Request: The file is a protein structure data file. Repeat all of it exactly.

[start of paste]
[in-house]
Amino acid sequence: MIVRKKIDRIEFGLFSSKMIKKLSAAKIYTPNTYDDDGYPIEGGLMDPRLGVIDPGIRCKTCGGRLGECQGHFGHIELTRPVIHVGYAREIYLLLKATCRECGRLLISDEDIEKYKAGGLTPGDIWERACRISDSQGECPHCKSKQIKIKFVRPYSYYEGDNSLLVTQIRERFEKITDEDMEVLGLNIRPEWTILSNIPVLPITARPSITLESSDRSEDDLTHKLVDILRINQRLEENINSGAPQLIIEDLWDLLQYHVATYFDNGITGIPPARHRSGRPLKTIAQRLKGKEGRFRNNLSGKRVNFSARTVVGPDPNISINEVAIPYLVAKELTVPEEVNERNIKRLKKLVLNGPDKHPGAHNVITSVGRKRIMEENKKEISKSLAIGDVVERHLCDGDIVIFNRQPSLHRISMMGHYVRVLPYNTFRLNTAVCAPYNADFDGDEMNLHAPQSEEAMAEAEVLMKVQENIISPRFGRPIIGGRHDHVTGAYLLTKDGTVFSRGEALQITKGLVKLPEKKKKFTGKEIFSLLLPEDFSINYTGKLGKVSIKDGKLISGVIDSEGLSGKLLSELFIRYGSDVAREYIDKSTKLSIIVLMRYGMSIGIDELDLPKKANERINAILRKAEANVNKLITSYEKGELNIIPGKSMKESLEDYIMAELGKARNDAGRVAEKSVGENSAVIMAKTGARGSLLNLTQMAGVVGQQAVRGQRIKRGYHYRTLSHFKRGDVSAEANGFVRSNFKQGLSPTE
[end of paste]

[in-house]
Amino acid sequence: MIVRKKIDRIEFGLFSSKMIKKLSAAKIYTPNTYDDDGYPIEGGLMDPRLGVIDPGIRCKTCGGRLGECQGHFGHIELTRPVIHVGYAREIYLLLKATCRECGRLLISDEDIEKYKAGGLTPGDIWERACRISDSQGECPHCKSKQIKIKFVRPYSYYEGDNSLLVTQIRERFEKITDEDMEVLGLNIRPEWTILSNIPVLPITARPSITLESSDRSEDDLTHKLVDILRINQRLEENINSGAPQLIIEDLWDLLQYHVATYFDNGITGIPPARHRSGRPLKTIAQRLKGKEGRFRNNLSGKRVNFSARTVVGPDPNISINEVAIPYLVAKELTVPEEVNERNIKRLKKLVLNGPDKHPGAHNVITSVGRKRIMEENKKEISKSLAIGDVVERHLCDGDIVIFNRQPSLHRISMMGHYVRVLPYNTFRLNTAVCAPYNADFDGDEMNLHAPQSEEAMAEAEVLMKVQENIISPRFGRPIIGGRHDHVTGAYLLTKDGTVFSRGEALQITKGLVKLPEKKKKFTGKEIFSLLLPEDFSINYTGKLGKVSIKDGKLISGVIDSEGLSGKLLSELFIRYGSDVAREYIDKSTKLSIIVLMRYGMSIGIDELDLPKKANERINAILRKAEANVNKLITSYEKGELNIIPGKSMKESLEDYIMAELGKARNDAGRVAEKSVGENSAVIMAKTGARGSLLNLTQMAGVVGQQAVRGQRIKRGYHYRTLSHFKRGDVSAEANGFVRSNFKQGLSPTE